West Virginia

Trump's Rally Isn't the Craziest Thing Happening in West Virginia Right Now

West Virginia's entire Supreme Court was impeached last week. And things have only gotten weirder since then.


Facebook/Supreme Court of Appeals of West Virginia

President Donald Trump is headed to West Virginia today to campaign for state Attorney General Patrick Morrissey, the Republican running to unseat Sen. Joe Manchin (D–W.Va.). But the craziest thing going on right now in Mountain State politics has nothing to do with the Senate race. It what's happening with the West Virginia Supreme Court of Appeals, which is currently missing two justices due to an almost comical corruption scandal.

As I reported last week, the state's House of Delegates recently adopted 11 articles of impeachment against all four of its Supreme Court justices, who allegedly abused their authority and used taxpayer funds for personal gain. There's a long list of accusations against Chief Justice Margaret Workman and Justices Allen Loughry, Robin Davis, and Elizabeth Walker. But the highlight is their alleged use of more than $1 million in taxpayer funds on office renovations. (A $32,000 couch stands out.)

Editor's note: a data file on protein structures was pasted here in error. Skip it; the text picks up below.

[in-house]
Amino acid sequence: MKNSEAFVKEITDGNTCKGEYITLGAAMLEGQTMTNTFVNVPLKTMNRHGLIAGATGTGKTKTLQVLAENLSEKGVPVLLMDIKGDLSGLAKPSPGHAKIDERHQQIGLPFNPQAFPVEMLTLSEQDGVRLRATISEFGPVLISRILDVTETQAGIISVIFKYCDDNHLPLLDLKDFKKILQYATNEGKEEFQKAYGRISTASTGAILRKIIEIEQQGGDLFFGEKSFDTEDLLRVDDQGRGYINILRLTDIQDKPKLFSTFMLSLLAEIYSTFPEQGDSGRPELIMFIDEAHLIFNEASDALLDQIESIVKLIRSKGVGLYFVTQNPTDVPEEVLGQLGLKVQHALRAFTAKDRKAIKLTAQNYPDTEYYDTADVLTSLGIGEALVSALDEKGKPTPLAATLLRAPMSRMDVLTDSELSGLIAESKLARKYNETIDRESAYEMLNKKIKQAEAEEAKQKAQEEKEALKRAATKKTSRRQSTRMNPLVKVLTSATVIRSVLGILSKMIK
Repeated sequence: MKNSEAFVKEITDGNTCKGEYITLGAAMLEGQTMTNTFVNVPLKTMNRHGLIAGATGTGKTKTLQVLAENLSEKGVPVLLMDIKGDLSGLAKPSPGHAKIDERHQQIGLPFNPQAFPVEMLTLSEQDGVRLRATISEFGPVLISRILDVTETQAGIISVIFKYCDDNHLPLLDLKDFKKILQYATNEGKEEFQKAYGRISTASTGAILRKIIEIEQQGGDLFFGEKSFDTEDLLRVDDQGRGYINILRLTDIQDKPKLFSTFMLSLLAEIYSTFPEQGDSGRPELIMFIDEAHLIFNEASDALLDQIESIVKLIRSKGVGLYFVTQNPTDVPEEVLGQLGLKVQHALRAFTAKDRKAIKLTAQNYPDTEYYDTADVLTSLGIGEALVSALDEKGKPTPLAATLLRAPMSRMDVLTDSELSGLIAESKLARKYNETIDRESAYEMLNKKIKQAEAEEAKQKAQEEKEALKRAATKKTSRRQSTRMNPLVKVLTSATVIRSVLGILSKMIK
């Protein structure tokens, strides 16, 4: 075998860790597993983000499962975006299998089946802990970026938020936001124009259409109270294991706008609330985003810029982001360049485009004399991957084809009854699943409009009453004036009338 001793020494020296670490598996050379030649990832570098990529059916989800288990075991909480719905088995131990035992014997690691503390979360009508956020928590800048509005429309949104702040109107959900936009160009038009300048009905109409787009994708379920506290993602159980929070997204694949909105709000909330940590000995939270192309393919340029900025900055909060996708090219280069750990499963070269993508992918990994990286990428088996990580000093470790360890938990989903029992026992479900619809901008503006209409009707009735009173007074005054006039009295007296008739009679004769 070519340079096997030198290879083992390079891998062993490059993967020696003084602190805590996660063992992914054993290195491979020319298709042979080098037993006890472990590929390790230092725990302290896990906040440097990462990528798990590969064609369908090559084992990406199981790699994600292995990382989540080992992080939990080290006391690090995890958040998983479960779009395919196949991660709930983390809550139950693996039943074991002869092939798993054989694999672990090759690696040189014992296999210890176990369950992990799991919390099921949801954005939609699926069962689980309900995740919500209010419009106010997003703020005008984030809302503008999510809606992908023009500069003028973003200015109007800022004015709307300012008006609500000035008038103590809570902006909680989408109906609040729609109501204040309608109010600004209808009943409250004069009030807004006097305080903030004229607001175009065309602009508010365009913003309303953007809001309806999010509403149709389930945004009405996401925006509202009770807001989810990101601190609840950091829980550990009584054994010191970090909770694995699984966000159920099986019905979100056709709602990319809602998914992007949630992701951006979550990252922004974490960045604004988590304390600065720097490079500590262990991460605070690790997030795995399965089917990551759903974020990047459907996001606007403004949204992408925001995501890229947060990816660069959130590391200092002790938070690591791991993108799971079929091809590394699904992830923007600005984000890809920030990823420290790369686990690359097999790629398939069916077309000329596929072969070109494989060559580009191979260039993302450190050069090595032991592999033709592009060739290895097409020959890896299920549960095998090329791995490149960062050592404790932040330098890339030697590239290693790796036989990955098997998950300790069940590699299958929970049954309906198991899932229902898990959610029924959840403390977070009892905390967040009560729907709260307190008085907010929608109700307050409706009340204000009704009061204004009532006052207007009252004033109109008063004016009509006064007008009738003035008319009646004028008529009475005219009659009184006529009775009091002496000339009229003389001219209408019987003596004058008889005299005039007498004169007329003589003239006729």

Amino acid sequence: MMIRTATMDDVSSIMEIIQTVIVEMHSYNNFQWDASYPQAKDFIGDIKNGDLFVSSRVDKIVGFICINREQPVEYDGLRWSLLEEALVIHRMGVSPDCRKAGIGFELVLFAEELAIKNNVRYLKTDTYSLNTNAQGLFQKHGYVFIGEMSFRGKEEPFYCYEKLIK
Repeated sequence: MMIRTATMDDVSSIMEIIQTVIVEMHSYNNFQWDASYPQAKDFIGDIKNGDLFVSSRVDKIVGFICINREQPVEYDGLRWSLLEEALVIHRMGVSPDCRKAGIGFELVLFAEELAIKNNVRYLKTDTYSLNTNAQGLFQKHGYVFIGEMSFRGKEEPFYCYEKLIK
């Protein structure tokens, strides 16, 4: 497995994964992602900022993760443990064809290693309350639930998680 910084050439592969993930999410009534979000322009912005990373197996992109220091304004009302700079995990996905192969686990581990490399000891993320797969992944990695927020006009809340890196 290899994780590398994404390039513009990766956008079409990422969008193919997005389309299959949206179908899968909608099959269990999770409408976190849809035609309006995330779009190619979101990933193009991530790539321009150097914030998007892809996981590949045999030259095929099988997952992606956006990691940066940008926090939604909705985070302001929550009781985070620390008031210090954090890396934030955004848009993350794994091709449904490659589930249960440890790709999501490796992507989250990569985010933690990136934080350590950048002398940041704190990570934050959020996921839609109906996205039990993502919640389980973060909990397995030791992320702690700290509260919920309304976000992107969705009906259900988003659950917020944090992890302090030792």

Davis has since resigned her post, and Loughry has been suspended without pay. Another former justice, Menis Ketchum, resigned last month and admitted to defrauding the state. With Davis and Ketchum gone, West Virginians will vote for their replacements this November.

That's where the plot thickens. House Speaker Tim Armstead (R-Kanawha) announced today he's resigning from the House of Delegates and running for Supreme Court:

Armstead is technically looking to replace the one justice who wasn't impeached. (Ketchum resigned beforehand.) But that doesn't make his decision to run any less odd. Essentially, the politician who led impeachment proceedings against West Virginia's Supreme Court is now running to be on that Supreme Court.

He's far from a shoo-in: Local NBC affiliate WVVA notes that Armstead is one of nine candidates for Ketchum's seat. Meanwhile, the fate of the remaining justices is in the hands of the state Senate, which yesterday officially received the House's articles of impeachment. A trial start date has yet to be set.